Red Bull Makes You Booze More
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Red Bull Makes You Booze More


This post was originally published on July 31, 2014.

I was sitting at the bar at The Hard Rock Hotel in Las Vegas the night I discovered Red Bull. It was January of 1999, nearly five years before I quit drinking, and it was pitched to me as a beverage that prevents hangovers. This sent me swooning. Much like the day Plan B became available without a prescription, I felt like my prayers had been answered. I ordered my first, second and third Red Bulls that evening and proceeded to drink and dance all night long.

It’s hard to say whether Red Bull did what it promised and prevented my hangover seeing as I was up for the next three days. I honestly don’t know if anything could prevent someone from feeling like death reincarnated after missing several nights of sleep—except for maybe more booze. Which brings me to Time Magazine’s piece on energy drinks and how they may actually make you want to drink more.

Vodka with a Shot of Liquid Cocaine

A study was conducted between two groups where both were given the same amount of vodka but one group mixed theirs with soda water and the other with Red Bull. Tada! The Red Bull group showed a stronger desire to keep the party going than the soda group. If by “stronger desire” they mean drank until you wake up on the bathroom floor next to a gay “Thunder From Down Under” dancer and a quarter stuck to your face, then that has definitely been my experience.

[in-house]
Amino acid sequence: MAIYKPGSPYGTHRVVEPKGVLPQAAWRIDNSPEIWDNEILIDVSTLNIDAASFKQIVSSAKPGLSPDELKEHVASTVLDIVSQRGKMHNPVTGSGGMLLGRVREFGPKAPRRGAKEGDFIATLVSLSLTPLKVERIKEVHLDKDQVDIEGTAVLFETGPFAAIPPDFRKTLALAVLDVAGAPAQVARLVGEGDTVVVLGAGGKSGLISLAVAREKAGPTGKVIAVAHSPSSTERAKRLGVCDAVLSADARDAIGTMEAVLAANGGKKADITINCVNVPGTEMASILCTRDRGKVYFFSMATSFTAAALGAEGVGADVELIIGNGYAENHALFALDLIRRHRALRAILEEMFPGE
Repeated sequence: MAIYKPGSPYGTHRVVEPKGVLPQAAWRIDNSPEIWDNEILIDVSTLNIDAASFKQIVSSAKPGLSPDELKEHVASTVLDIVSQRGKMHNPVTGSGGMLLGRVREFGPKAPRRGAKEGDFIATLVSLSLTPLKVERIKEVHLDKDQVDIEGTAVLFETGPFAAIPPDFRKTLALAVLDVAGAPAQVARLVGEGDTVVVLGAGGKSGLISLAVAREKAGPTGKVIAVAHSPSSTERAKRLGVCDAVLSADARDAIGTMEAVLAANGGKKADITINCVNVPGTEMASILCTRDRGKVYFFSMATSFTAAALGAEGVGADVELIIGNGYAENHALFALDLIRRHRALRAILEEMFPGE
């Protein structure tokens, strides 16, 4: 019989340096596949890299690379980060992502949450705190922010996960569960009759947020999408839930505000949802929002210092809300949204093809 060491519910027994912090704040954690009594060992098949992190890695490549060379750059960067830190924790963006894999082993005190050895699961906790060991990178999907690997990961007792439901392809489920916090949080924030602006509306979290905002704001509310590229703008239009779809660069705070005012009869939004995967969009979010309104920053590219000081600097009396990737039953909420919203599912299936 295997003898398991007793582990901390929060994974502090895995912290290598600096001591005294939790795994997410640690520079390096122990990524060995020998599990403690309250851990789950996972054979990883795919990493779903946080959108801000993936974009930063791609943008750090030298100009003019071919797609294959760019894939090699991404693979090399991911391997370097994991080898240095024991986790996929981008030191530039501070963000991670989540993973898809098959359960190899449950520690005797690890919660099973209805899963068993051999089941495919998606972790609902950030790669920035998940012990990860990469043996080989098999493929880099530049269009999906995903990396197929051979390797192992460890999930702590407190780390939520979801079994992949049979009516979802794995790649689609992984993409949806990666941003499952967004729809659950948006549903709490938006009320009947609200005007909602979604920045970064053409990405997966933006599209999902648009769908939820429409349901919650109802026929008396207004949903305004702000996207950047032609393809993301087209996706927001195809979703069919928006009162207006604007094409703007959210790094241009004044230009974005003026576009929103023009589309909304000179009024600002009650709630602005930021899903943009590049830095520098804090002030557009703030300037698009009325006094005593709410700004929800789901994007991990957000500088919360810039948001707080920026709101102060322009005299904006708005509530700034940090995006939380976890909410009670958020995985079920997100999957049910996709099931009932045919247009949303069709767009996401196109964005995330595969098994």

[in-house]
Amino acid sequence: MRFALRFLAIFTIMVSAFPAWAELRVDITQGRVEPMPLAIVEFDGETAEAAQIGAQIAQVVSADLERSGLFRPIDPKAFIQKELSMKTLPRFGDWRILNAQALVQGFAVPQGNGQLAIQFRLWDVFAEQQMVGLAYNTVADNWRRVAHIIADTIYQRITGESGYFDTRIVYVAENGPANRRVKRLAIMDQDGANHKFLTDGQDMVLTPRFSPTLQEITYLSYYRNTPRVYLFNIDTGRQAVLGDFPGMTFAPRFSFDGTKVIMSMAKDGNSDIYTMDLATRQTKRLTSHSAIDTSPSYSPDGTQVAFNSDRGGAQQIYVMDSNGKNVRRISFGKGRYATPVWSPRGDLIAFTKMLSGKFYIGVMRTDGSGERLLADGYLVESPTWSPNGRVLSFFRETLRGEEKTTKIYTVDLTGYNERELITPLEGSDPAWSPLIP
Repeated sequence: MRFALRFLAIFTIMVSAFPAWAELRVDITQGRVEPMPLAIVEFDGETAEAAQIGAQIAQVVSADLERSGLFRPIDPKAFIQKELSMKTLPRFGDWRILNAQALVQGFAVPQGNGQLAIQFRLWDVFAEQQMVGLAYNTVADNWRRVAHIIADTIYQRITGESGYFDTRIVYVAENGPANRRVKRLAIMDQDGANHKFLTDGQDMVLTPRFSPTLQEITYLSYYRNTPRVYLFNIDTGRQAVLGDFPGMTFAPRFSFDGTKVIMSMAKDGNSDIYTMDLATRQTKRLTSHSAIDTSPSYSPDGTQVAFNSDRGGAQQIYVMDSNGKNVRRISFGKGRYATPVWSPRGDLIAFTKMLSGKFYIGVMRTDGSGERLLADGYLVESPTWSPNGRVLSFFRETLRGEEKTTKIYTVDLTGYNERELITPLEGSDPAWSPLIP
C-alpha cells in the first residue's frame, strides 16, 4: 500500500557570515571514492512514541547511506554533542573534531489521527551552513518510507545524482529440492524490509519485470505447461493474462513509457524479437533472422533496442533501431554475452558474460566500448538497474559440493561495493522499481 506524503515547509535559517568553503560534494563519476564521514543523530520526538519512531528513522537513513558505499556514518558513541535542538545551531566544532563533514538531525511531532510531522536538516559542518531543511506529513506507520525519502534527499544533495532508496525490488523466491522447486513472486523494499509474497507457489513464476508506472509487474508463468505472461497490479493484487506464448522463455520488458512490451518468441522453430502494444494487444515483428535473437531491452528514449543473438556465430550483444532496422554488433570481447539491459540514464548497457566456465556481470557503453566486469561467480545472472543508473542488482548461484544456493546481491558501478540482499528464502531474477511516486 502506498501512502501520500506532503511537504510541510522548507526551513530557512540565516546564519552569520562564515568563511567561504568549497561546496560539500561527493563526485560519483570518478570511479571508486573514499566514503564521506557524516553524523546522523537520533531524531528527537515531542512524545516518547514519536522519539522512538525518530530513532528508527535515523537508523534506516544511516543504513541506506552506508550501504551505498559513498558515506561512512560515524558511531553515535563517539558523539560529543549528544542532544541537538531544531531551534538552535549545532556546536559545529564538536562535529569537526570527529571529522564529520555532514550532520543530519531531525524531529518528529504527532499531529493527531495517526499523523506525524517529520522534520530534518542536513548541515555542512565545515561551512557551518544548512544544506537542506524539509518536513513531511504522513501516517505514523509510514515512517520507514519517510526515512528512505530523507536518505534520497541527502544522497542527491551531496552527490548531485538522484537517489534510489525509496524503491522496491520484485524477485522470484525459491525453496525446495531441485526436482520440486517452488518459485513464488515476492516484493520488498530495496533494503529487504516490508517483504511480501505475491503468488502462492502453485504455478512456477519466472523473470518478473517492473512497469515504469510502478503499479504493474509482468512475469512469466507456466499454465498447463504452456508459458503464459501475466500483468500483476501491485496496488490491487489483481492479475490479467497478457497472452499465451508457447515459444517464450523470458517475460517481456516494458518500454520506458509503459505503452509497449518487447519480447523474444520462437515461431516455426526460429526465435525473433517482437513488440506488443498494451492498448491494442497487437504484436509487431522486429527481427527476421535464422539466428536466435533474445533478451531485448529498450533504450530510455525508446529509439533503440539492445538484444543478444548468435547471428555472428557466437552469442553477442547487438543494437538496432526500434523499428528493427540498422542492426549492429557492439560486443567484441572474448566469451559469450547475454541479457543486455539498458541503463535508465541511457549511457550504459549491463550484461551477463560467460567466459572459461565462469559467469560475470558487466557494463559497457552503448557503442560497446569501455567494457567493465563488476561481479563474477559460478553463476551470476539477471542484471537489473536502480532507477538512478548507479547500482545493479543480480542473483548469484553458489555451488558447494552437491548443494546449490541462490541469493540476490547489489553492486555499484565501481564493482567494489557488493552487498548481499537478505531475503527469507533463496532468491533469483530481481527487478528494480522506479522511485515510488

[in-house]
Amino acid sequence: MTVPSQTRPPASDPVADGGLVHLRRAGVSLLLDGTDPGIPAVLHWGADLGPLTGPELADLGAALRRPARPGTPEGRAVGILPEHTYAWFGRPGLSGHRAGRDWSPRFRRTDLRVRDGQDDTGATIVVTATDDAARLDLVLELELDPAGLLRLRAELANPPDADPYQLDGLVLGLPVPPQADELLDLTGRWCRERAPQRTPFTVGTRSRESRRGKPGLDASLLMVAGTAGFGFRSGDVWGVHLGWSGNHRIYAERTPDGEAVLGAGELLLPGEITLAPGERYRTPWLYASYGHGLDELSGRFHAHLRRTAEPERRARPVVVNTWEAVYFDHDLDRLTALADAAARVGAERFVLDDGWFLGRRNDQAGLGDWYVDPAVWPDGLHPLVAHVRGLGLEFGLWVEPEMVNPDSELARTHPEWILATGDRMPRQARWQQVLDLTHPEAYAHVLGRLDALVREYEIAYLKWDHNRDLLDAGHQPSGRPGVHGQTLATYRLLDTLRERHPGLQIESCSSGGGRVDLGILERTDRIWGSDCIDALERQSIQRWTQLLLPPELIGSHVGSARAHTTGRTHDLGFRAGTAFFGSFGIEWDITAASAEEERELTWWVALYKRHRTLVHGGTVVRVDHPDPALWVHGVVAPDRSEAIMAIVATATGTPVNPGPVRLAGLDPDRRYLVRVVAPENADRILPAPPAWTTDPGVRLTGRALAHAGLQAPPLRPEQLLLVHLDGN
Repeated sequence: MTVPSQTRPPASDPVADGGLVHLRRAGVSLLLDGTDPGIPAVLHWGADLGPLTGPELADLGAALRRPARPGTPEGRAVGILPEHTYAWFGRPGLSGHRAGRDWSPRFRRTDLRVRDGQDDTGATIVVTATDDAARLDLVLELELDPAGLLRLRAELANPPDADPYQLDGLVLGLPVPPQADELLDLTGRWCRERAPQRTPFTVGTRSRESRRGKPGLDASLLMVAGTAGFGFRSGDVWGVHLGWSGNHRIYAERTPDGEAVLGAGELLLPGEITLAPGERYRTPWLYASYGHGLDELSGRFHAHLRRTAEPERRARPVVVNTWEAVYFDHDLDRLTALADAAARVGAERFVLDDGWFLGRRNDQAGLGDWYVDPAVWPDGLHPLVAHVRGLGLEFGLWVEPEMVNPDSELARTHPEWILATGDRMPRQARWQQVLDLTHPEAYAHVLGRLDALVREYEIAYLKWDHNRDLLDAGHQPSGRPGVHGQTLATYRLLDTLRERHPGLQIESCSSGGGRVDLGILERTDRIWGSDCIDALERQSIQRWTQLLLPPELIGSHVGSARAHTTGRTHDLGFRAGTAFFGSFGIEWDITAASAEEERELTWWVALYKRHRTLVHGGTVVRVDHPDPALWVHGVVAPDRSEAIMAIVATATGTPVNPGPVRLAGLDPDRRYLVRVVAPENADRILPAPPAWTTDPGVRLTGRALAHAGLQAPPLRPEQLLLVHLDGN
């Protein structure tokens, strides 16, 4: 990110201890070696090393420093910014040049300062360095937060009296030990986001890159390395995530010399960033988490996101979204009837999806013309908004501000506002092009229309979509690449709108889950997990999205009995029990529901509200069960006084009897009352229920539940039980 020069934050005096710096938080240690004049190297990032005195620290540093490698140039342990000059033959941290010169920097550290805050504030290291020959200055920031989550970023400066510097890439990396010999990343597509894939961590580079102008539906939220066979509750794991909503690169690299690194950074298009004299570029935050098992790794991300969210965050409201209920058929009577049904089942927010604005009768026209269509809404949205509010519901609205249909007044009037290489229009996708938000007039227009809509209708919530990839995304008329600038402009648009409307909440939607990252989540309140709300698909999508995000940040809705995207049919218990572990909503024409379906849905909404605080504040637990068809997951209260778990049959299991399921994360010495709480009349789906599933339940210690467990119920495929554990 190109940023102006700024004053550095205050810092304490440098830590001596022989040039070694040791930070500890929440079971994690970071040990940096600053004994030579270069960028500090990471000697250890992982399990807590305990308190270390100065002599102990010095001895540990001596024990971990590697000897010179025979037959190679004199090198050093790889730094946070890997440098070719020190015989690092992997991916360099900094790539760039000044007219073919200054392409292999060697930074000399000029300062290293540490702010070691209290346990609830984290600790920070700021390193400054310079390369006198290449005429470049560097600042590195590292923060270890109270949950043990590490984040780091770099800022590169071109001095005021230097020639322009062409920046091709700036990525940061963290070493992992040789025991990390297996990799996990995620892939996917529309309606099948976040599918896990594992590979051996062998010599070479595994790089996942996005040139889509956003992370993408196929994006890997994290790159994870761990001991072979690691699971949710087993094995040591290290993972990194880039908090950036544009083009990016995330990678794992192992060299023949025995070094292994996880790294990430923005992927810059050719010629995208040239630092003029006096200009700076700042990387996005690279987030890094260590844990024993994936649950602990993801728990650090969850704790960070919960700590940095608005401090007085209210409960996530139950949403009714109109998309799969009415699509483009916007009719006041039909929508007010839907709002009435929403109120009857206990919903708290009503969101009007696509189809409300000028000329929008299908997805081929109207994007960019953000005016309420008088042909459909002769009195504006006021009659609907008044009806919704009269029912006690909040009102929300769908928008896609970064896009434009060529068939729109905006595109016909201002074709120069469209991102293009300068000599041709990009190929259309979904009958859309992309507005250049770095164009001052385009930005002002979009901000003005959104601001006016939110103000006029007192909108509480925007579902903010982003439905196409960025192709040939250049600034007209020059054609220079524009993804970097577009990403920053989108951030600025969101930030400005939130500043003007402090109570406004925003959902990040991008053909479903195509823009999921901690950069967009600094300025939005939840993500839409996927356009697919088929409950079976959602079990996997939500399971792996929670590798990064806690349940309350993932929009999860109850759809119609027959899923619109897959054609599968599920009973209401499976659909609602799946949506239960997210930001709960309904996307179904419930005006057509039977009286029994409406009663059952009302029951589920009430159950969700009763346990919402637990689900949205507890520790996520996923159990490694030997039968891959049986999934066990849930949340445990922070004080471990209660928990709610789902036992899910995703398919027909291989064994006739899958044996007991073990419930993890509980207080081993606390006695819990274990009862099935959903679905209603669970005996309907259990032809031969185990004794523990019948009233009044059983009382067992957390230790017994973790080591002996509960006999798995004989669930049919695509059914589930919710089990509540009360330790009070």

Although Red Bull is drinkable rocket fuel, this study isn’t rocket science—or even new information. In 2008, the half energy drink/half beer cult favorite Sparks was put under attack for containing stimulants that were not approved for use in alcoholic beverages and then marketing them to underage kids. The argument was that the power drink was designed to cover up the feeling of being drunk so people consume more than they normally would have (or should have).

Shocker: Booze Laced with Caffeine Keeps the Party Going

The simple fact is, unlike soda water, energy drinks contain caffeine, taurine, B vitamins and sugar—all of which create simulating effects on the body and keep the consumer awake and twerking until the sun comes up. And you don’t need a college degree to understand that when you are awake, you want to keep drinking (in fact, the people that know this best probably don’t have college degrees). But if for some reason you have been too busy enjoying the legal form of methamphetamine do the math, now is a good time to switch to a different mixer if you are having trouble controlling your drinking—or your crying when you realize see that you spent $200 on a Tuesday because you decided to turn happy hour into an all-nighter.

Photo courtesy of High Contrast (Own work) [CC BY 3.0 de (], via Wikimedia Commons (resized, rotated and cropped)

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About Author

Danielle Stewart is a Los Angeles-based writer and recovering comedian. She has written for Showtime, E!, and MTV, as well as print publications such as Us Weekly and Life & Style Magazine. She returned to school and is currently working her way towards a master’s degree in Marriage and Family Therapy. She loves coffee, Law & Order SVU, and her emotional support dog, Benson.